Pediatric Reunion Draws Bone Marrow Transplant Survivors

By Phyllis Brown, UCSF News Services | June 26, 2006

When Cheryl Scharf's son Nick was 6 months old, she repeatedly told her pediatrician he was always sick.

The physician dismissed her concerns, but luckily, her cousin, who was a liver transplant nurse, knew that something was terribly wrong. She told Cheryl to take her son to UCSF Children's Hospital. He was admitted the same day.

Diagnosed with severe combined immunodeficiency syndrome (SCID), Nick received a bone marrow transplant that saved his life in July 1988. Today, he's a healthy teen. Sporting a San Francisco Giants baseball cap, the 19-year-old is a student at Loyola Marymount University in Los Angeles and plans to major in fine arts.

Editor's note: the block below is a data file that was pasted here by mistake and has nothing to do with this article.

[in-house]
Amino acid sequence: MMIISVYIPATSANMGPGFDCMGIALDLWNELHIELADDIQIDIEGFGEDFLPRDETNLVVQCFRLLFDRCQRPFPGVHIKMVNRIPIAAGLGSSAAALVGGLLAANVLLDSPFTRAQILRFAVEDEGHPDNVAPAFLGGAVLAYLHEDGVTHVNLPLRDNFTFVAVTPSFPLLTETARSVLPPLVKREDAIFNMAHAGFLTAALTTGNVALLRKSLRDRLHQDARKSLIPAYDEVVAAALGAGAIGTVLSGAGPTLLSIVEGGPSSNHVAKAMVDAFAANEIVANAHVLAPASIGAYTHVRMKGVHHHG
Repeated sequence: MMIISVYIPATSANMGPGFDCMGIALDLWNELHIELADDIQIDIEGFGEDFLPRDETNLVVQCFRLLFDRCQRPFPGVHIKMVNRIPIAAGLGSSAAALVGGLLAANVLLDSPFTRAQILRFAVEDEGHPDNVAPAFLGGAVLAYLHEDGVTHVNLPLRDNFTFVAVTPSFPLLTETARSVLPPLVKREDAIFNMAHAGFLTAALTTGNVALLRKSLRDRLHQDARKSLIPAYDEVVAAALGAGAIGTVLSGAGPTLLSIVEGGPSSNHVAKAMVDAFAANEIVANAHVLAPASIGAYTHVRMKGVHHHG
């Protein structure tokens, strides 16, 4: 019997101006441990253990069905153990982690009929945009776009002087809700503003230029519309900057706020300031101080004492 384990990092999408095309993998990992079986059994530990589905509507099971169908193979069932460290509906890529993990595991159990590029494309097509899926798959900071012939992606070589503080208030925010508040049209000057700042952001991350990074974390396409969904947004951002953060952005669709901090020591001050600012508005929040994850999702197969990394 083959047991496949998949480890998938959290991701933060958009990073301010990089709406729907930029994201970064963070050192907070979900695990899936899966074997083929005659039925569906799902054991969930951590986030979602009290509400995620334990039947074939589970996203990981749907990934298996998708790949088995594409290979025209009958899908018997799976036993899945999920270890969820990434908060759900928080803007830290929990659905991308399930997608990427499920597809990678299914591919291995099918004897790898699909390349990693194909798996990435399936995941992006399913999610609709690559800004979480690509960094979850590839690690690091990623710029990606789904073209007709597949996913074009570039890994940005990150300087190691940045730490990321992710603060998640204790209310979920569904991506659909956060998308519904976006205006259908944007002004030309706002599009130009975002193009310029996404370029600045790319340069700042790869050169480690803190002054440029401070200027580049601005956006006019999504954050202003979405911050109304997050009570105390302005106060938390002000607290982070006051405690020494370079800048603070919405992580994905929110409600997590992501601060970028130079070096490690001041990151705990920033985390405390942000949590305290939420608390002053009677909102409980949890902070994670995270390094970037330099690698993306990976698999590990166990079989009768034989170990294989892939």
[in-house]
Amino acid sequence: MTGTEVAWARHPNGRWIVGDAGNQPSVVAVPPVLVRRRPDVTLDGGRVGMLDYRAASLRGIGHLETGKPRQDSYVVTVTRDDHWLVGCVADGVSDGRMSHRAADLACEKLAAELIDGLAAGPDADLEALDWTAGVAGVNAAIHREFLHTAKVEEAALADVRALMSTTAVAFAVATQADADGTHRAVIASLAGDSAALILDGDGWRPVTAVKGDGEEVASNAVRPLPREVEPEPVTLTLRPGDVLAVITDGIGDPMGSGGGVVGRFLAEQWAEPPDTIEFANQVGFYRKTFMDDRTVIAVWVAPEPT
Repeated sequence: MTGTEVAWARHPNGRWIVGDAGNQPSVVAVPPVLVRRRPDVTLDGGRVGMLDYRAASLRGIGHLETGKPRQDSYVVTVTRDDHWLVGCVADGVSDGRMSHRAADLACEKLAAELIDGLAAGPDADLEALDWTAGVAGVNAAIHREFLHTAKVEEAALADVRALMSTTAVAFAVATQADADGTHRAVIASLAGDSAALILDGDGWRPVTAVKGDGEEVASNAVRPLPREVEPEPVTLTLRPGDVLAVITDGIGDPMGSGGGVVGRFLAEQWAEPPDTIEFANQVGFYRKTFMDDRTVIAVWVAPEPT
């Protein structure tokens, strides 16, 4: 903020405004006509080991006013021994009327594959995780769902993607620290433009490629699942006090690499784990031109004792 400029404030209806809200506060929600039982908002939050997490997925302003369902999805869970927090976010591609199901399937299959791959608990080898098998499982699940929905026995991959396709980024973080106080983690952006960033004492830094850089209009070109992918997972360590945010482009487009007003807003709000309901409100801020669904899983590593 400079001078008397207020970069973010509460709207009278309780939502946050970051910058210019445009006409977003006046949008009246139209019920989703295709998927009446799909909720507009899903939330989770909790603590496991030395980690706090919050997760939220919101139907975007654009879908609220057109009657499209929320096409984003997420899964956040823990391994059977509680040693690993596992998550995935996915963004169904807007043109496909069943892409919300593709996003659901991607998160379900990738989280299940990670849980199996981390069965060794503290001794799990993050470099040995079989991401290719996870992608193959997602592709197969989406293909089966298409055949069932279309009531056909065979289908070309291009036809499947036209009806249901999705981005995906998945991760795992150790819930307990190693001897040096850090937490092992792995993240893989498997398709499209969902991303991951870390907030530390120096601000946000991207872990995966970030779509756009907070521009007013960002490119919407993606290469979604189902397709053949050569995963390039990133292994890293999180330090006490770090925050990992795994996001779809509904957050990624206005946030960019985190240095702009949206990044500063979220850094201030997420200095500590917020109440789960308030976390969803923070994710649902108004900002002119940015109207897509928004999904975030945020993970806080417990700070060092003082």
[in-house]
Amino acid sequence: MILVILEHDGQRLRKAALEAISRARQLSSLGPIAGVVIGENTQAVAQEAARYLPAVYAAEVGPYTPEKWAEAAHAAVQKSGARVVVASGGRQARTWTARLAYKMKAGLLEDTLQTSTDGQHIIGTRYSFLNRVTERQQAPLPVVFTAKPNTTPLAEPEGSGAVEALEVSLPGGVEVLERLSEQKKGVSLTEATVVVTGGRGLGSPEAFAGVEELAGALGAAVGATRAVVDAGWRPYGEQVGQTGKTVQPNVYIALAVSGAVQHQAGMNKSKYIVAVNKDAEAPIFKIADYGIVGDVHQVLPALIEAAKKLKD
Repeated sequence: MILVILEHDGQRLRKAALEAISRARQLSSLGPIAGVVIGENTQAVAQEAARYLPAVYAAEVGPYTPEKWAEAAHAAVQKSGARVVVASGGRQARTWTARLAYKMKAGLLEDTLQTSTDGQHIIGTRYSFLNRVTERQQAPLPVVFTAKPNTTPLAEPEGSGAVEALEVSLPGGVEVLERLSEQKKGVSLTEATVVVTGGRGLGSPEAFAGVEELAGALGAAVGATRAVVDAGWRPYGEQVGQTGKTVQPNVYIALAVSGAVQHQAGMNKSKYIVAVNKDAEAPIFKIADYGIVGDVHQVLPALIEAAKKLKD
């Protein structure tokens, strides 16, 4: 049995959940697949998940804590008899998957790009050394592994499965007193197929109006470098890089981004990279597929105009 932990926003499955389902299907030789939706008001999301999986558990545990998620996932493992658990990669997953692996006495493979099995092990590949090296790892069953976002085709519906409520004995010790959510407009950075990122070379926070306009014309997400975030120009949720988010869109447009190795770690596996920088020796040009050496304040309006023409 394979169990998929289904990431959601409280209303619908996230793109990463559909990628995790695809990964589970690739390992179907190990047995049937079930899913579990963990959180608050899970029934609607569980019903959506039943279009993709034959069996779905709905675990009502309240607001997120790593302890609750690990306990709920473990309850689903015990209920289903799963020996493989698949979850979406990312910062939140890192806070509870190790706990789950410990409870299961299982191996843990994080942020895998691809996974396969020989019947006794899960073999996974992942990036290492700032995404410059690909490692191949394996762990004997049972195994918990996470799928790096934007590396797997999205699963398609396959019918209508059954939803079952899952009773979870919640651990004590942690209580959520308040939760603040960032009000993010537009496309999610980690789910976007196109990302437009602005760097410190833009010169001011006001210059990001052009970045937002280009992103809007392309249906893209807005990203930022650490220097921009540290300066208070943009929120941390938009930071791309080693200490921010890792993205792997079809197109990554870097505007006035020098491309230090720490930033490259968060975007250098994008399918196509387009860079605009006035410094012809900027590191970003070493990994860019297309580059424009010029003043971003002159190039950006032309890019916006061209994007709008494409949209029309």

"I'm very grateful," Cheryl Scharf said. "The experience and care at UCSF was fabulous and, of course, my son is alive."

On June 17, the Sharfs shared a picnic lunch - and stories of how the UCSF Pediatric Bone Marrow Transplant Program changed their lives -- at the first Pediatric Bone Marrow Transplant Reunion and Picnic, held at the Marinwood Community Center in San Rafael.

Mary Gavette, 20, of Petaluma, Lorriane Leber and her son, Vincent Seckman, 3, of San Francisco, and Nick Scharf, 20, of San Carlos, share a moment together at the UCSF Children's Hospital Pediatric Bone Marrow Transplant Reunion on June 17. Gavette, Seckman and Scharf received bone marrow transplants at UCSF Children's Hospital. The event was attended by more than 100 people, including bone marrow transplant recipients and their families. It was the first such major reunion in more than 20 years.

"Every one of those patients would not have been there [at the picnic] if they hadn't had a transplant," said Mort Cowan, MD, professor of pediatrics and chief of the Bone Marrow Transplant Division at UCSF Children's Hospital. "They all had fatal diseases. To see all of the successes like that in one location is a pretty emotional experience. What could be any more heartwarming than that?"

Read more at Phyllis Brown, UCSF News Services